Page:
New York Times best-seller Seth Godin has had it with traditional publishing, and from now on his works will arrive digitally. More and more evidence backs up his decision: E-publishing is the future.
In a recent interview, Godin made no bones over his decision—"12 for 12 and I'm done." Godin's main gripe is that nowadays it takes a disproportionately huge effort to publish a book in the "traditional" hardback-to-paperback manner. He likes the people, but "cant abide" the time it takes to get the whole process to work: "The big push at launch, the nudging to get people to go to a store they don't usually visit to buy something they don't usually buy" and so on. He's also frustrated by the very medium of dead-tree publishing itself, since when consumers buy a book they're really paying for the author's ideas and a book is "a form that's hard to spread" and electronically he can reach "10 to 50 times as many people."
Godin's not completely convinced about how he's going to proceed with his publishing plans, but that's okay by him. We can speculate that he's going to pursue an e-publishing route, through one or several of the new systems that're available, as this is perhaps now the easiest and most accessible way to get a publication in front of the public's eyeballs (particularly if you have as big a name as he does, which is effectively its own PR engine). He could also use his reputation to push sales via a self-publishing route, also using e-reader ecosystems like Amazon's. Or he could use a more innovative, social-media-esque angle like the one that Neal Stephenson and colleagues are using for the upcoming Mongoliad electronic "book." Given that he's also credited as a "marketing expert" as well as an author, it's certainly the sort of novel enterprise that he could make work.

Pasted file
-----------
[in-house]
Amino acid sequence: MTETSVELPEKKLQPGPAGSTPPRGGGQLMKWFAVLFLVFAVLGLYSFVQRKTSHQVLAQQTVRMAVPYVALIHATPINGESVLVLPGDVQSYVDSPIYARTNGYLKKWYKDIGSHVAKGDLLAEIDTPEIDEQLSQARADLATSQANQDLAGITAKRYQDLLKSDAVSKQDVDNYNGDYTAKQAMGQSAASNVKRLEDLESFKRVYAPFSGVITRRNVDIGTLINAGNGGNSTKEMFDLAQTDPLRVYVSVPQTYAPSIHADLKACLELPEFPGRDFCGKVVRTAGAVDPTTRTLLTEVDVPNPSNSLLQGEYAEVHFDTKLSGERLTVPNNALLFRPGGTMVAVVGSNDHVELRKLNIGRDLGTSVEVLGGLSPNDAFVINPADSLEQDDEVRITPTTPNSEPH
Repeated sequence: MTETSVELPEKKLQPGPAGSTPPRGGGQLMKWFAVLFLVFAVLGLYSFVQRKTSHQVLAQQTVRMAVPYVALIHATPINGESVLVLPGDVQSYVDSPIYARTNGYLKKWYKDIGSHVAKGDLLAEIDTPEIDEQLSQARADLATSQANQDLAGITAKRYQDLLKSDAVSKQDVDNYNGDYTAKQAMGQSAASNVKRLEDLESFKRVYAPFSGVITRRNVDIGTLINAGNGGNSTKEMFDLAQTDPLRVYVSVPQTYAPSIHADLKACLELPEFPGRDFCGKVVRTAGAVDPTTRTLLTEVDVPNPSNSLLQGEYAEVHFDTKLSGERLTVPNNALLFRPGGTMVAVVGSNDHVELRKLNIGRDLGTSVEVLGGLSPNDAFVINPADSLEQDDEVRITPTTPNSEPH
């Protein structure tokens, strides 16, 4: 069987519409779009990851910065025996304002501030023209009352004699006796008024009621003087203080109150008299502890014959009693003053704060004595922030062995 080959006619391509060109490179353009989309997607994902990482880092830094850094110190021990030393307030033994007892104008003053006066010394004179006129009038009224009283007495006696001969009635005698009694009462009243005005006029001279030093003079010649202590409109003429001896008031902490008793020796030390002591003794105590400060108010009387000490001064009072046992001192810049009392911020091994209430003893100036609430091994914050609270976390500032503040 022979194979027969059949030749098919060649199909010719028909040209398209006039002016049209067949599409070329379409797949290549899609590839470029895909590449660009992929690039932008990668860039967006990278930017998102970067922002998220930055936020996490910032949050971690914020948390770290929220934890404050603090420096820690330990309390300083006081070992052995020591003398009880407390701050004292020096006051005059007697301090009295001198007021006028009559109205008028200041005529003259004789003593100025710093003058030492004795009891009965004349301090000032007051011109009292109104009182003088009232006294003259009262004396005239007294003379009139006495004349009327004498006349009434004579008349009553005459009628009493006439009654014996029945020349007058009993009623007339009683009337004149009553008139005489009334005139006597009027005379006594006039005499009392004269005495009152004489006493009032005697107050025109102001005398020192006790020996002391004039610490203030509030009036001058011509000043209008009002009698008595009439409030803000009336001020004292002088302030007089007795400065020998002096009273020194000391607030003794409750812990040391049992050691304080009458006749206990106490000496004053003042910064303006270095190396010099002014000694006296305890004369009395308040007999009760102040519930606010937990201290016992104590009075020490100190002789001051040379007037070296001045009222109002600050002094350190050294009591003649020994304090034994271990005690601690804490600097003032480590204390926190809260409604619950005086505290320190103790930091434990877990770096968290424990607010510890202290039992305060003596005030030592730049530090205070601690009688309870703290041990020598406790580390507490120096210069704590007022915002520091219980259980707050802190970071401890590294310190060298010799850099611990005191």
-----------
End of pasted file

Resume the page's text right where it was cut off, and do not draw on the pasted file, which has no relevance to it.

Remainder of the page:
Godin's decision is also backed up by sales successes like Amazon's Kindle e-reader, Apple's iPad, and even reports like this one that suggest the e-book revolution is redefining the nature of reading itself, and reading e-books means readers are less isolated than if they were reading a physical book. If some other anecdotal data is anything to go by, e-books published via the Kindle ecosystem are selling like hotcakes. And though Apple's e-book efforts haven't quite achieved the same success yet, for a number of reasons (including an incomplete international roll-out of the iPad and the iBookstore) the fact that the iPad is selling by the million and transforming the tablet PC market can only be a good thing for authors like Godin, keen to adopt a wholly new style of publishing.
Image via Flickr: Joi Ito
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